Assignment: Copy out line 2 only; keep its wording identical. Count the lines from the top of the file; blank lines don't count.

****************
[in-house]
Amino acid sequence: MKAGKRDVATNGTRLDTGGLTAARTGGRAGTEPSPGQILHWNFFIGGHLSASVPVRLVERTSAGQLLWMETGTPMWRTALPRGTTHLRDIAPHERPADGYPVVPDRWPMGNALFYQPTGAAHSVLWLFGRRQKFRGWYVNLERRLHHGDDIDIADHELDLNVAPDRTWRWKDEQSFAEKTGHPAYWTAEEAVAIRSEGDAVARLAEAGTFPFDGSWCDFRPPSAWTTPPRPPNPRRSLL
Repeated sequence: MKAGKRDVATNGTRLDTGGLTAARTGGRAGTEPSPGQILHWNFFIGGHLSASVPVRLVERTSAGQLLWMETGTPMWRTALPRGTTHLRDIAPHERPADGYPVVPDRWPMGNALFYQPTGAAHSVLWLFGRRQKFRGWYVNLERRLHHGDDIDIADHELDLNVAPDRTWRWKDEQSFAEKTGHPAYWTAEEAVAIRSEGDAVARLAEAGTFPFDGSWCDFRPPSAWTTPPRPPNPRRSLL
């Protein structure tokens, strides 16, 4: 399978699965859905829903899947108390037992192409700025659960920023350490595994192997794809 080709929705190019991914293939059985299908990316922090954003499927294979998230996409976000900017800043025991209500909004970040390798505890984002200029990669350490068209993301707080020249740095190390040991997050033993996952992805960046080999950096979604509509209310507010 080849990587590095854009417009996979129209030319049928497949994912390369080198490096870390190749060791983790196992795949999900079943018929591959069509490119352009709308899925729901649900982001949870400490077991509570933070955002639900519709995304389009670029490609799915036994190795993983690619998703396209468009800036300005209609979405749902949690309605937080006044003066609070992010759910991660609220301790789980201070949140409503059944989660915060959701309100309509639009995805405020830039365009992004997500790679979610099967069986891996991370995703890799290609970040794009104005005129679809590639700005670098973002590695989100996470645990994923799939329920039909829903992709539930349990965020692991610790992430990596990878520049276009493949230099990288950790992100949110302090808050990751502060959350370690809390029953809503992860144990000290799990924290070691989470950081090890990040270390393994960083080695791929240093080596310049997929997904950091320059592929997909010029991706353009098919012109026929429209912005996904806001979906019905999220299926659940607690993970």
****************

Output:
Amino acid sequence: MKAGKRDVATNGTRLDTGGLTAARTGGRAGTEPSPGQILHWNFFIGGHLSASVPVRLVERTSAGQLLWMETGTPMWRTALPRGTTHLRDIAPHERPADGYPVVPDRWPMGNALFYQPTGAAHSVLWLFGRRQKFRGWYVNLERRLHHGDDIDIADHELDLNVAPDRTWRWKDEQSFAEKTGHPAYWTAEEAVAIRSEGDAVARLAEAGTFPFDGSWCDFRPPSAWTTPPRPPNPRRSLL